Throwback Thursday! *Warning contains spoilers*
Hey guys! It’s Chris again, but this time I’m reviewing a game that came out a couple of years ago. This game is one that I personally think is worth telling everyone about. Today’s game is the psychological thriller “Alan Wake”. This game came out May 18th, 2010 (NA version) for the Xbox 360 and then was re-released February 16th, 2012 (NA Version) for the PC.
“Alan Wake” is the first game in its series, making everything in the game a surprise to almost anyone who is both familiar and unfamiliar with the genre. The unique part of the game is the use of light and the power it holds. Not only does the light keep you safe, but it also is used as your main weapon!
The entire game circles around the idea that light defeats darkness, hence why Alan’s main weapon is a flashlight. That’s not his only weapon though. He is equipped with a small revolver, plus any other weapon you pick up in the game. His other equipment consists of flashbangs and emergency flares to defeat your enemies.
“Alan Wake” takes place in a fictional town called Bright Falls in Washington, USA. Alan is a famous writer on vacation with his wife Alice because he had had a two year case of writer’s block. When he arrives in the town, he is instantly recognized and the word quickly travels around town that he is there. He goes off to his cabin that is located in the middle of Cauldron Lake. Late in the night, Alice has a surprise for Alan that he wasn’t too happy about. It was a typewriter that Alice brought, hoping that he would give writing another chance. Alan storms out of the house to try and cool off later that night. The power inside the cabin goes out, causing Alice to scream, as she is afraid of the dark. Alan runs back into the house only to see his wife fall off of the back porch and into the lake. Without thought, he dives in after her, finding nothing and blacking out before he can get out of the lake.
This is only the beginning of the writer’s new story, “The Departure“. Alan’s new book describes everything that has happened and will happen throughout the game. The best part is, Alan has no memory of writing the book. Page by page he realizes that he is the one in control of the story.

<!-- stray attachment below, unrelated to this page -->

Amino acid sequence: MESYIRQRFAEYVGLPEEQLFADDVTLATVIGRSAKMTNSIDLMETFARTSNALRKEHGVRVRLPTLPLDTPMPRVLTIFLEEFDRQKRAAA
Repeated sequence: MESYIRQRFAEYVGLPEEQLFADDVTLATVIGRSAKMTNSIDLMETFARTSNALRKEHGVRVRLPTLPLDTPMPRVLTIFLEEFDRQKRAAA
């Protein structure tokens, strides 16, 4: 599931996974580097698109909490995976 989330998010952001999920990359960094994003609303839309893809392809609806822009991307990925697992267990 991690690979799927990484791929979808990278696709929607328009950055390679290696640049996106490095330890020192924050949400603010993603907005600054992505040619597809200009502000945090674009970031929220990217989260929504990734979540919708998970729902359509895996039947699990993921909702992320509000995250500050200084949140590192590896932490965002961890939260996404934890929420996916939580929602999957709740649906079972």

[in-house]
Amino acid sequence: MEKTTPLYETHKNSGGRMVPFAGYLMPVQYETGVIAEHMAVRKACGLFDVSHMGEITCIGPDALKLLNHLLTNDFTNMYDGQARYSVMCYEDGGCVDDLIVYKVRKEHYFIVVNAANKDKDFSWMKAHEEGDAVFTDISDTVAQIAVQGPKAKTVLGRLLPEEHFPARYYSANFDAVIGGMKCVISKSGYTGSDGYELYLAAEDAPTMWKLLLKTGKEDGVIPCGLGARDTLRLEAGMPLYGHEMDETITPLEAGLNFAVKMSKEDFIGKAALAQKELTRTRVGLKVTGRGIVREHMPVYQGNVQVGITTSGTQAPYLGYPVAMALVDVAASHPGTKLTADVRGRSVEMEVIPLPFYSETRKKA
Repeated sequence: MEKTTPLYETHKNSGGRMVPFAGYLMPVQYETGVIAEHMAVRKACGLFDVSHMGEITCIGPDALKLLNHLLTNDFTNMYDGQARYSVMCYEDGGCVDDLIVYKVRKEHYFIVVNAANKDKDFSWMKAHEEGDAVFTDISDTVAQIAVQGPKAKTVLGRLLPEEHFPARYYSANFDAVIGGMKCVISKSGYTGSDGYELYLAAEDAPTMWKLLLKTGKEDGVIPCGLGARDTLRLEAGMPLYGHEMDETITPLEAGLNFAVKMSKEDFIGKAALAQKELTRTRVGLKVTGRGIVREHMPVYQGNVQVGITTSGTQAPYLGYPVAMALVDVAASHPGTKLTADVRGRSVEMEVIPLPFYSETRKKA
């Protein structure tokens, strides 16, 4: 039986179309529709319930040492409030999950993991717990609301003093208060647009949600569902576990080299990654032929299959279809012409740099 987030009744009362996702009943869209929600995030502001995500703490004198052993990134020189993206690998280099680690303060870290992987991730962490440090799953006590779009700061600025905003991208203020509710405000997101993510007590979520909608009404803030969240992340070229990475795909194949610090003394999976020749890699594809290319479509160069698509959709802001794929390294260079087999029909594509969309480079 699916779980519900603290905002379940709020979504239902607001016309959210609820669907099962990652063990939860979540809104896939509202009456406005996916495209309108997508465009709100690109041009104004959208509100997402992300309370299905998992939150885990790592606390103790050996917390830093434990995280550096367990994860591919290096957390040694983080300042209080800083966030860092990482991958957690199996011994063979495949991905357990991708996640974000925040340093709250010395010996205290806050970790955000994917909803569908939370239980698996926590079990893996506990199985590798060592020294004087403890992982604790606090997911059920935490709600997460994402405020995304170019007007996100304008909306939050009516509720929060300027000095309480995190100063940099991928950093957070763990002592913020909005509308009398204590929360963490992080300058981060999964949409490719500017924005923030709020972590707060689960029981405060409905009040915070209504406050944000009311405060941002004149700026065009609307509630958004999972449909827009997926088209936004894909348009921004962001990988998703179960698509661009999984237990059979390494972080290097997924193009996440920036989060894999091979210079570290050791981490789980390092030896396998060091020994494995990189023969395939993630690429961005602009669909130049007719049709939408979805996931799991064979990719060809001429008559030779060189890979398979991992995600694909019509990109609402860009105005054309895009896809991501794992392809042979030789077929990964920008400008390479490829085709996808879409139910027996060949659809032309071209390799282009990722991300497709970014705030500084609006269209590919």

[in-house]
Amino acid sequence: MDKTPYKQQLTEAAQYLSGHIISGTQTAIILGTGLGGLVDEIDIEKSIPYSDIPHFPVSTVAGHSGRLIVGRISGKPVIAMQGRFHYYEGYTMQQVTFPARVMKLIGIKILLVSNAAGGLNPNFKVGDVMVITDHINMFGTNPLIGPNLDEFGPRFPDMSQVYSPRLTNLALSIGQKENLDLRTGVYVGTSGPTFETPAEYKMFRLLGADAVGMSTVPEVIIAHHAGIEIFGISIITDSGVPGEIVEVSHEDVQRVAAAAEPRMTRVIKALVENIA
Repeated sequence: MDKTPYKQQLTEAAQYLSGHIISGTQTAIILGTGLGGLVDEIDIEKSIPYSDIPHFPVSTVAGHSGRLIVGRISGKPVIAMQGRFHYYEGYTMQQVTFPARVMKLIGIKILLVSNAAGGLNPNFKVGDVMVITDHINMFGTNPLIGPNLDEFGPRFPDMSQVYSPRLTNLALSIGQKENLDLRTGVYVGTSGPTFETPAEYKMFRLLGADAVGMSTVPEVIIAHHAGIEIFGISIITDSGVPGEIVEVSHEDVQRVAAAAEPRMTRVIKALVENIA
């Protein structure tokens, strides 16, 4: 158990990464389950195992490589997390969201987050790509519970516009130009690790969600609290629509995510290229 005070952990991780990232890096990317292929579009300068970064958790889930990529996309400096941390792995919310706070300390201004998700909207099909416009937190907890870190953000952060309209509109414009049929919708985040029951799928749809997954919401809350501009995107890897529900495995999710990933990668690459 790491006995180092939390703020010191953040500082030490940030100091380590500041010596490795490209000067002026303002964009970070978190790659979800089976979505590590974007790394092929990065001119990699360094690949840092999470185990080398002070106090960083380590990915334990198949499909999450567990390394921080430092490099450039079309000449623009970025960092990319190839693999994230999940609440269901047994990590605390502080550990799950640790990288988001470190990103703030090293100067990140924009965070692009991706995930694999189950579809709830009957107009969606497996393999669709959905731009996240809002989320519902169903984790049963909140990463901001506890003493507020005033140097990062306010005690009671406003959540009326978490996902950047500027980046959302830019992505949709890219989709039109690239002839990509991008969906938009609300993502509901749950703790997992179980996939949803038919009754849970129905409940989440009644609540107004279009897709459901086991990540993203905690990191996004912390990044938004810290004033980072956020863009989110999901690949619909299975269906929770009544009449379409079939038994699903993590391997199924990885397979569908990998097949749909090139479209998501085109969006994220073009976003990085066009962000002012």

With the story out of the way, let’s get down to how the game plays. The enemies of this dark world are known as The Taken. These unfortunate beings were taken by the darkness and are shells of their previous selves and cannot be saved. Coated in darkness, you must use any source of light that you have to take the coat off of them before shooting and killing The Taken, when killed they fall back, bursting into light before fading away. Other enemies fought in the game include random objects possessed by darkness that fly at you randomly, as well as crows. Both just need a little light shined on them and poof, they’re gone.
The world of “Alan Wake” is filled with references to other books, movies and a TV show. Stephen King’s “The Shining” has a heavy influence on the game’s story and characters. Bright Falls itself is based off of the serial drama “Twin Peaks” by Mark Frost and David Lynch, a TV show made in the early ’90s. In the game there are TVs you can turn on that play a strange show called “Night Springs”, where supernatural events occur. This is based off of Rod Serling’s “The Twilight Zone”.
Like all games, “Alan Wake” has its Pros and Cons. Here are some that stuck out at me:
– Combat system is incredibly smooth
– The setting of the game is beautiful and compelling
– Timeline is broken down into 6 episodes, making the game easy to pick up and play for any amount of time
– Memorable characters
– Linear story
– Collectibles feel unnecessary (minus the manuscript pages)
– Bad voice syncing
– Manuscript pages spoil the story before it happens
– Advertising of real world products
– Short story
“Alan Wake” will forever hold a special place in my heart for its incredible story telling and unforgettable characters that seem almost too real. Yes, the pages from “The Departure” tell you what’s about to happen, but the feeling of reading the events and then seeing them happen is unlike any other, and almost like a feeling of deja vu. Currently, “Alan Wake” is $30 on the PC and $20 for the Xbox 360. I’d say the game is worth $20 for the movie like feeling it gives with a nice touch interaction. I personally recommend this game to anyone looking for a story they will remember for a long time
Thanks for reading my review on “Alan Wake”. If you have any questions or comments please leave them below. As always have a good rest of your day/night.